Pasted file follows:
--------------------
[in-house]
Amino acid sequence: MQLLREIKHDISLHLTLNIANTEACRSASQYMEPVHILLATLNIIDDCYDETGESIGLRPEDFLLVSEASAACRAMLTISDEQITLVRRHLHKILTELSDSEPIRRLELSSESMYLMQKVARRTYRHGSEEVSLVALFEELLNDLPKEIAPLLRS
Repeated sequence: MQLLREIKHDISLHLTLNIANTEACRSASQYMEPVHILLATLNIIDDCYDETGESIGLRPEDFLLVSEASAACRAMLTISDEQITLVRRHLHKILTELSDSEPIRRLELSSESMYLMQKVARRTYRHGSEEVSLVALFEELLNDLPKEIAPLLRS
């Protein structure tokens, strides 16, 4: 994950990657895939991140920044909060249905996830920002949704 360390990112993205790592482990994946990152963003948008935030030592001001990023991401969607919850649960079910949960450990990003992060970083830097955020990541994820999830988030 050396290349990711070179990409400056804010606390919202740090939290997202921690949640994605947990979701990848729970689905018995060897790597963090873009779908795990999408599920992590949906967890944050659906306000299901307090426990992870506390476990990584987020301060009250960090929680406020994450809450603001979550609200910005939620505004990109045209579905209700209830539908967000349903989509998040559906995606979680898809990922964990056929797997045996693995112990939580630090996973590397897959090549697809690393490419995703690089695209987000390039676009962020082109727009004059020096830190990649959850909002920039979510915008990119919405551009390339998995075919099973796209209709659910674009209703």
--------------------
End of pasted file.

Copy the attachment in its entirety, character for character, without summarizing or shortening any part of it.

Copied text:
[in-house]
Amino acid sequence: MQLLREIKHDISLHLTLNIANTEACRSASQYMEPVHILLATLNIIDDCYDETGESIGLRPEDFLLVSEASAACRAMLTISDEQITLVRRHLHKILTELSDSEPIRRLELSSESMYLMQKVARRTYRHGSEEVSLVALFEELLNDLPKEIAPLLRS
Repeated sequence: MQLLREIKHDISLHLTLNIANTEACRSASQYMEPVHILLATLNIIDDCYDETGESIGLRPEDFLLVSEASAACRAMLTISDEQITLVRRHLHKILTELSDSEPIRRLELSSESMYLMQKVARRTYRHGSEEVSLVALFEELLNDLPKEIAPLLRS
């Protein structure tokens, strides 16, 4: 994950990657895939991140920044909060249905996830920002949704 360390990112993205790592482990994946990152963003948008935030030592001001990023991401969607919850649960079910949960450990990003992060970083830097955020990541994820999830988030 050396290349990711070179990409400056804010606390919202740090939290997202921690949640994605947990979701990848729970689905018995060897790597963090873009779908795990999408599920992590949906967890944050659906306000299901307090426990992870506390476990990584987020301060009250960090929680406020994450809450603001979550609200910005939620505004990109045209579905209700209830539908967000349903989509998040559906995606979680898809990922964990056929797997045996693995112990939580630090996973590397897959090549697809690393490419995703690089695209987000390039676009962020082109727009004059020096830190990649959850909002920039979510915008990119919405551009390339998995075919099973796209209709659910674009209703």